The Math of Forgiveness

In the Name of God: who was, and is, and is to come. Amen.

Then Peter came and said to him, ‘Lord, if another member of the church sins against me, how often should I forgive? As many as seven times?’ Jesus said to him, ‘Not seven times, but, I tell you, seventy-seven times.’  Matthew 18:21-22

If this morning’s Gospel reading had a title, it would be something along the lines of, “Forgiveness Arithmetic” or “Forgiveness Calculus.”  The idea for the title comes, of course, from the question Peter puts to Jesus, “How many times do I have to forgive a brother or sister who hurts me?”     

In chapter 18 of Matthew’s Gospel, Jesus has been teaching his disciples crucial lessons about how to live together in community. He has told them that humility is more important than superiority; that they are to be responsible for one other; that every single person is important, especially those who stray and get lost; and that they are to resolve the differences between them carefully – having reconciliation as their goal, rather than condemnation.

After he has taught them all these things, Jesus begins his final and most important lesson – this lesson about forgiveness.  I love how Peter approaches the matter of forgiving other people with Jesus, don’t you?  He begins by asking, “How many times shall another member of the community sin against me, and I forgive him?”  Without waiting for an answer from Jesus, Peter proposes an answer of his own, “How about seven times?” he wonders out loud.

I am quite sure Peter thought he was being quite generous when he proposed the number seven. After all, forgiving another seven times was many more times than what the scribes and Pharisees taught. They said the number was two. If someone did you wrong, you had to give that person a second chance, but you were not obliged to give the person a third chance. Fool me once, shame on you; fool me twice, shame on me – but you don’t get a third shot.  There’s no “fool me thrice!” So, we can see how Peter’s suggestion of seven might have seemed liberal to him, even lavish.

This is where “Forgiveness Arithmetic” or “Forgiveness Calculus” comes in. Because, when he responds to Peter, Jesus says, “Seven! Hardly. Try seventy-seven times or seventy times seven!”  The point Jesus was making was not that we should forgive others seventy-seven times or, multiplying seventy time seven, four hundred ninety times. The point Jesus was making was – Forgiveness is to be unlimited!  Don’t even think about counting the number of times you need to forgive someone else– just go ahead and do it!

And then Jesus goes on to give the reason why a disciple should forgive someone who has sinned against her or him.  He says, forgive because God has forgiven you.  Of course, Jesus doesn’t come right out and say this. He tells a story instead – a parable – a parable that only appears in Matthew’s Gospel. The story is about a civil servant who is shown great mercy by a king, but who fails to show mercy to one of his equals over a much smaller matter.

This particular king decided one day that it was time to square up accounts with his servants.  So, he had his servants appear before him one by one.  As he got underway, a very high-ranking servant appeared before him who owed – according to the version of the Bible we read this morning – ten thousand talents. A talent was the largest measure of weight or currency at the time, so the servant owed the king a tremendous amount of money. In his translation of the Bible, Eugene Peterson says the servant “had run up a debt of a hundred thousand dollars.”  This sermon doesn’t need another math problem trying to figure the value of a talent in today’s dollars, so let’s go with what Peterson says as the amount of the debt – a hundred grand.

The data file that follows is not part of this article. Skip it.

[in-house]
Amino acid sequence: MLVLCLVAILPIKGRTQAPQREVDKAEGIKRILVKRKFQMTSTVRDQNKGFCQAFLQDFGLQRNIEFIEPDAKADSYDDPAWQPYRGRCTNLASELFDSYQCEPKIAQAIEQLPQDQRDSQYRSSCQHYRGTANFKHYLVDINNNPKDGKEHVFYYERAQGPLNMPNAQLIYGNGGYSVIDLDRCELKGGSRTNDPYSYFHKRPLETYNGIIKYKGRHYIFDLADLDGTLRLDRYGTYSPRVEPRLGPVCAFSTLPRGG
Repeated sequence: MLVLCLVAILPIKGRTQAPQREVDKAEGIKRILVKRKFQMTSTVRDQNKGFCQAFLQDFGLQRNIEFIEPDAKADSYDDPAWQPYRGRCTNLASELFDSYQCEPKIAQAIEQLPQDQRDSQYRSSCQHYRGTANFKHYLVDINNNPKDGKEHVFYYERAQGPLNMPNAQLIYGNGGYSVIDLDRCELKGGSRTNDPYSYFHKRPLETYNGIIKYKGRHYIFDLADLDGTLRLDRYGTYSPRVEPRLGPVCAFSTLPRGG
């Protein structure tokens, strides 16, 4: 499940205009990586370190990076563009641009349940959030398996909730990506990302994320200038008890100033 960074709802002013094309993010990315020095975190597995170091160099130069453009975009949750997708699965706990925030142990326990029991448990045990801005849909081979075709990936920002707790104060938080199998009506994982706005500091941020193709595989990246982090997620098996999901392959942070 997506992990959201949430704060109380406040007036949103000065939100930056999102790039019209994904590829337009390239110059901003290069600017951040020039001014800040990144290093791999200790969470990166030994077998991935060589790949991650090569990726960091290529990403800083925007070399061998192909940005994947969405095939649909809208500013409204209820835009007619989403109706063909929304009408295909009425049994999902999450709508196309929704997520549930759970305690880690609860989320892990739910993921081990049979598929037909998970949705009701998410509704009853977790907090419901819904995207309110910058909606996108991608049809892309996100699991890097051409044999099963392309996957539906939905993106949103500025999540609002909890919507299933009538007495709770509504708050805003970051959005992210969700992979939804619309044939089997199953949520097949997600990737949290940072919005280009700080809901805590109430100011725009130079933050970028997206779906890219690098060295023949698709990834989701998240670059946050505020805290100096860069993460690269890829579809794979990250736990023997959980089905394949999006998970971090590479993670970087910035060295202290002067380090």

The man couldn’t pay up, so “the king ordered the man, along with his wife, children, and goods, to be auctioned off at the slave market.” The proceeds of the sale wouldn’t have begun to cover such an enormous debt, so the king’s selling the family into slavery was a punishment rather than an attempt on his part to recoup his losses.

Facing such a bleak future, the servant threw himself on the king’s mercy, begging him to give him more time. “Give me a chance, and I’ll pay it all back – every last denarius!” Much to the servant’s surprise – and probably the surprise of everyone else in the room – the king didn’t just give the man more time, he let him off completely. He erased the debt – forgiving everything the servant owed. Amazing!

Now comes the second half of the story. Having just been forgiven his debt, the servant left the room. No sooner was he out than he ran into one of his fellow servants who owed him ten dollars. He seized the man by the throat and demanded that he pay the debt in full, right then and there.  The man who owed him ten dollars did the same thing to the servant as the servant had done to the king. He threw himself on his mercy, begging him for more time – and the chance to pay it all back.  But the servant whom the king had just forgiven wouldn’t do it. He had the debtor thrown in jail until the debt was paid. 

I know what’s going on in your minds – at least in the minds of you math types. You are thinking to yourselves, “let’s see, what percentage of $100,000 is $10?”  I’ve done the math for you, and the answer is 1/100 of 1%.  The debt the civil servant would not forgive his fellow servant was miniscule compared to the gigantic debt the king had cancelled for him. 

The reason to forgive the sins others have committed against us, Jesus says, is because each of us has already been forgiven a huge debt by God.  Every time we say the Lord’s Prayer together, we are reminded of this. We ask God to “. . . forgive us our trespasses, as we forgive those who have trespassed against us.”  The more contemporary language version we use at Morning Prayer clarifies just what we’re saying: “Forgive us our sins as we forgive those who sin against us.”